Mine, too, Murr. They didn't know what hit them, and that's a mercy. 🙂
I, too, would prefer to go out with a shovel to the back of the head while I'm looking at the sunset.
Just so you know, – 40 degrees is the SAME Celsius or Fahrenheit. It is the one place where the two thermometers converge.
That is so CLEVER of them! What won't they think of next?
Dang. Sculptor1 stole my fact.
Only one fact to a customer, ma'am…move along now…
Although it gives me the opportunity to point out my point, which is that Celsius is colder ALL THE WAY DOWN THE LINE than Fahrenheit.
"It's the same thing Norwegians do, only they replace their body fluids with butter." And a little Aquavit to keep the butter lubed up properly.
Only a Norwegian would think that butter needed lubing up.
Aquavit ought to keep cells from freezing provided the toxic point is below that.
I didn't inherit the Aquavit part of my Norwegian heritage. Nor the lutefisk part. I'm cool with the krumkake and lefse and fattigmann parts.
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Those frogs give me hope for human cryonic reconstitution, wondrous little hoppers that they are. Until then, I prefer the Norwegian method of all butter all the time.
I learn so much here, and in the process of researching in order to comment here (I'm not the only one who does research before commenting, right?). Today, because of your post and through spellcheck and wikipedia, I learned that cryogenics and cryonics are different things and that I've been spelling Norwegian wrong all these years.
Well, shoot. Don't beat yourself up about that. Your typewriter probably doesn't have the little slashes and circles to decorate the alphabet with.
As your garden turns to snot, ours is turning to crispy critters. And the strongest (and probably the least expensive) will do a Lazarus and come back from the dead next year.
I first heard about the popsicle frog earlier this week – and was amazed. Sugar isn't always a bad thing…
I couldn't find a video of the thawing frog that was short enough for this place, but you can look one up on youtube. Cool to see the eyeballs sort of popping out. Blinkblink.
The plants may be famously stationary, but your mind is not.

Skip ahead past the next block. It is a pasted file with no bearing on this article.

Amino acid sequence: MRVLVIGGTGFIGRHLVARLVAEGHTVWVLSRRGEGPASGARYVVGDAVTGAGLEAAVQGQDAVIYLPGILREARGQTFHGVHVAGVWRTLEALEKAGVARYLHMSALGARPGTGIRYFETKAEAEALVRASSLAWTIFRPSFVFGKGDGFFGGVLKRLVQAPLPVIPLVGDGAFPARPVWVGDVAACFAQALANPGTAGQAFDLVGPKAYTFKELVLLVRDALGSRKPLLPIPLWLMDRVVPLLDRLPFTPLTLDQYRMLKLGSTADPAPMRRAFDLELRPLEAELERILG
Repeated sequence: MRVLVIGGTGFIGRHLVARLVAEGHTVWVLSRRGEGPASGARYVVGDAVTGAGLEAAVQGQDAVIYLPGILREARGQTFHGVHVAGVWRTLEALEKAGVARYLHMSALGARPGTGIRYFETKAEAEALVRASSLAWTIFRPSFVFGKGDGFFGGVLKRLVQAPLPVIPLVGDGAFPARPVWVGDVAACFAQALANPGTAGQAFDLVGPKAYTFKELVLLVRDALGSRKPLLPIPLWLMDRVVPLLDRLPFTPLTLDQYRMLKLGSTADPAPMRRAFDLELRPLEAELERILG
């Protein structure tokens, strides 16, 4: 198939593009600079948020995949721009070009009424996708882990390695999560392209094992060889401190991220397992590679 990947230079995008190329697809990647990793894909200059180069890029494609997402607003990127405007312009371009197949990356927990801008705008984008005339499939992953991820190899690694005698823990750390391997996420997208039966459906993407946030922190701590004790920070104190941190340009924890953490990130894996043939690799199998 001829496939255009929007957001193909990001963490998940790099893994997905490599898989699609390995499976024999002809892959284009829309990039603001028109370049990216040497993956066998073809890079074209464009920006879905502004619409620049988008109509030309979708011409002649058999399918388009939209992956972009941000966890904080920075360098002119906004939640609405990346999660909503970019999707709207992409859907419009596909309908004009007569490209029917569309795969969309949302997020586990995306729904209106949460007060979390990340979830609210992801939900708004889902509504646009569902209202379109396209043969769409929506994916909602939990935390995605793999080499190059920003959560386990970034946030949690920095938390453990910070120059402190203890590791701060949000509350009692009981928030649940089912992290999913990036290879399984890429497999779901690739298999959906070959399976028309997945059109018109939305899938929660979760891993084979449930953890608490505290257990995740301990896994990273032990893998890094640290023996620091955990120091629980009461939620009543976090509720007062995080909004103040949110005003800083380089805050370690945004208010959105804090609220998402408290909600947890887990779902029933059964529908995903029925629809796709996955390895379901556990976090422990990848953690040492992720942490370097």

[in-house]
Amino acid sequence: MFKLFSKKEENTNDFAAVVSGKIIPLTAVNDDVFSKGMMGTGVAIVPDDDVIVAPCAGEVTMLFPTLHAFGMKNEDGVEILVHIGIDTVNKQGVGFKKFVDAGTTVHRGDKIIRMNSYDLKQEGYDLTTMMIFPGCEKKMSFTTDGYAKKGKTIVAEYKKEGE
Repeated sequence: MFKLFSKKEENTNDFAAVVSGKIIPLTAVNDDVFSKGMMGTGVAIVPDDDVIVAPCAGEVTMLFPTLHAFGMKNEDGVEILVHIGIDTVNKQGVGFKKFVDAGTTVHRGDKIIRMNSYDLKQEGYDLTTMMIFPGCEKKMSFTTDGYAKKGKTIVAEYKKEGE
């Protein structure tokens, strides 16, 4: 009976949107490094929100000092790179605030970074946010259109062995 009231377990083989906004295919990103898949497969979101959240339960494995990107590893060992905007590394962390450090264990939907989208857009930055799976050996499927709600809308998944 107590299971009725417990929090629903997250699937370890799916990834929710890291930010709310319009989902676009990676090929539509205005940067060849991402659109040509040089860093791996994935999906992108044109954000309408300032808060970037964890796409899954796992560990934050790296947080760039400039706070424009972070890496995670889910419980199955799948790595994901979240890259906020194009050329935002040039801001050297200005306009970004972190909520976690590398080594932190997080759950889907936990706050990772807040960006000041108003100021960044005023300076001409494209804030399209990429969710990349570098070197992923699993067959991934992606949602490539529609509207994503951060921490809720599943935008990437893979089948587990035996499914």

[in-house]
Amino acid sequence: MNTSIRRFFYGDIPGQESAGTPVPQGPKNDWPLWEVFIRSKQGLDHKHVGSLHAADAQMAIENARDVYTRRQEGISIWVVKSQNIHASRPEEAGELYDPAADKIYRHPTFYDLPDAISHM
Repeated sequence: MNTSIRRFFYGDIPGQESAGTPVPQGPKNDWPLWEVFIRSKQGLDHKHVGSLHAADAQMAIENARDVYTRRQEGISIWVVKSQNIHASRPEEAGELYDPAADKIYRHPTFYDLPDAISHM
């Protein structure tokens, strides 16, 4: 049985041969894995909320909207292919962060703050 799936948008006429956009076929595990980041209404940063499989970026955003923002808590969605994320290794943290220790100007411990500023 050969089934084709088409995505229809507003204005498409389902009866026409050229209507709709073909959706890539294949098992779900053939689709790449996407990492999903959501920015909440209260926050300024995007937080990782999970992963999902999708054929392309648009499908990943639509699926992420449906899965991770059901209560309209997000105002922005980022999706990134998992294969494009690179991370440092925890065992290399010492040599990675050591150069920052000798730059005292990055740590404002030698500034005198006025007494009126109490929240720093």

You write like a whip on horseback.
Dang, there's an image! If only I could talk or think that way.
"a passel of pink pigs lined up outside Hormel." *snort*
Loves me some snorts.
I was given a little potted plant as a present for my apartment in New York. It was a pale green, with a thin stem that ended with a single leaf. I don't remember what it was supposed to grow into. I had to stay away from home for more than a week longer than I expected to, and when I came home I realized that it hadn't been watered in way longer than nature intended. The stem had turned horizontal right at dirt level, went straight to the edge of the pot, traced the up, over and down of the lip, then hung vertically to the surface the pot was on, where it turned horizontal with just enough left of it to lay out its leaves flat. I've always regretted that.
Aw, sweetie. I think you can be executed for that in Texas, as long as you're mentally ill.
I see. Sugaring up the cells is a GOOD thing.
Pass the sugar bowl please. (*~*)
Maple sugar. Mmm. If it isn't good for you, some divine personage is one horrible jokester.
PS, we have a similar frog thing out here in Australia; during droughts there is a type of frog that buries itself in the creek beds and river banks and remains dormant for a very long time, until the rains come again. I some areas of Australia that could be years. You'd be traveling through what appears to be totally empty land and if it happens to rain enough or at all, you could wake up to a chorus of frog calls.
(There have been stores of school age children being terrified of rain because they had never seen any before.)
Wow! So I'm assuming that's a Drought Frog? God, I love Life.
And I can't imagine how those children could survive an Oregon November!
"stores??" hmm! that would be stories..
I read it that way…it's amazing I ever catch any of my own typos.